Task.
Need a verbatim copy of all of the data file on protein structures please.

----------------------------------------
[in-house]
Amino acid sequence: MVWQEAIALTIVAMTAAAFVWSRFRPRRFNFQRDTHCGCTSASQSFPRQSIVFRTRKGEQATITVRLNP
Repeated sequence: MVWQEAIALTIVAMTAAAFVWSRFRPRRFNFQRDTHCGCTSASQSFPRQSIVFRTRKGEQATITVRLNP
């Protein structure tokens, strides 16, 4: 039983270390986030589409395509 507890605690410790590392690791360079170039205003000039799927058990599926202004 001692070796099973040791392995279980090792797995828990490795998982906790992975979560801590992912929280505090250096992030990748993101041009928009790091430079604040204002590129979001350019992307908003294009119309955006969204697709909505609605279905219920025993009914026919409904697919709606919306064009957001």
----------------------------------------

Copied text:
[in-house]
Amino acid sequence: MVWQEAIALTIVAMTAAAFVWSRFRPRRFNFQRDTHCGCTSASQSFPRQSIVFRTRKGEQATITVRLNP
Repeated sequence: MVWQEAIALTIVAMTAAAFVWSRFRPRRFNFQRDTHCGCTSASQSFPRQSIVFRTRKGEQATITVRLNP
């Protein structure tokens, strides 16, 4: 039983270390986030589409395509 507890605690410790590392690791360079170039205003000039799927058990599926202004 001692070796099973040791392995279980090792797995828990490795998982906790992975979560801590992912929280505090250096992030990748993101041009928009790091430079604040204002590129979001350019992307908003294009119309955006969204697709909505609605279905219920025993009914026919409904697919709606919306064009957001």